Switch closed - HP enabled
    When the switch is closed, there is no added resistance from the resistor, so the only resistance is in the sensor. It's like there is no added resistor there at all.
    I understand the logic now. That should work as well.

  8. #21
    Join Date
    Dec 2006
    Location
    Just South of Indianapolis
    Posts
    17
    Hook a timer and relay to connect the yellow wire to the white wire out side causing the heat banks to run at the same time as the heatpump. and connect a normaly closed relay connected to the orange to prevent this from summer time heating.

  9. #22
    Join Date
    Jul 2008
    Location
    Rochester NY
    Posts
    4,756
    How about a space heater for the bedroom?
    Which makes more sense to you?
    CONSERVATION - turning your thermostat back and being uncomfortable. Maybe saving 5-10%
    ENERGY EFFICIENCY - leaving your thermostat where everyone is comfortable. Saving 30-70%

    DO THE NUMBERS! Step on a HOMESCALE.
    What is comfort? Well, it AIN'T just TEMPERATURE!

    Energy Obese? An audit is the next step - go to BPI.org, or RESNET, and find an auditor near you.

  10. #23
    Join Date
    Aug 2009
    Posts
    2,459
    Sounds like you need a programmable controller. I'm sure there are guys on the controls board who live in your area and sell such things.

    I've got all kinds of crazy things automated at my place and I can view and modify everything over the net. That's probably overkill for you but it's pretty standard stuff for HVAC controls folks.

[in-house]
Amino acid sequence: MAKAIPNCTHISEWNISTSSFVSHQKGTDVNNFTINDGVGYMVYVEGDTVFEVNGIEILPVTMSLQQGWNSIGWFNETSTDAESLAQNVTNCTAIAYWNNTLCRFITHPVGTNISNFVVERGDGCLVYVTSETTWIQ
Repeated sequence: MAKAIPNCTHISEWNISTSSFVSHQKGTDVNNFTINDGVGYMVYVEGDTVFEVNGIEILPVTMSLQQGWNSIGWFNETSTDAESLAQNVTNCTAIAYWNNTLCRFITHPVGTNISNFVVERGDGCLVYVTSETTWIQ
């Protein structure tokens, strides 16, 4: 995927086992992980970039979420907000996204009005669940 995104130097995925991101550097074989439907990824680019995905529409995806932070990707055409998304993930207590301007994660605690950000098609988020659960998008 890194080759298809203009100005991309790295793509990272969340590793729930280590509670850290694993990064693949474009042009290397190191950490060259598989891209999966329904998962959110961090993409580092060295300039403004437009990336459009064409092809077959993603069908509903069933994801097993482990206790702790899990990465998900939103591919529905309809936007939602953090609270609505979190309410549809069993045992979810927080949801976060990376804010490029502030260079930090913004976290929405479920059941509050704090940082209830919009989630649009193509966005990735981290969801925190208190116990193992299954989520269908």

11. #24
    Join Date
    Jun 2009
    Location
    Albuquerque NM
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    2,485
    Quote Originally Posted by BACnet View Post
    Sounds like you need a programmable controller. I'm sure there are guys on the controls board who live in your area and sell such things.

    I've got all kinds of crazy things automated at my place and I can view and modify everything over the net. That's probably overkill for you but it's pretty standard stuff for HVAC controls folks.
    Can you check how much beer you have in the fridge over the net, so you know if you should stop at the store on the way home from work?

  12. #25
    Join Date
    Aug 2009
    Posts
    2,459
    Quote Originally Posted by garya505 View Post
    Can you check how much beer you have in the fridge over the net, so you know if you should stop at the store on the way home from work?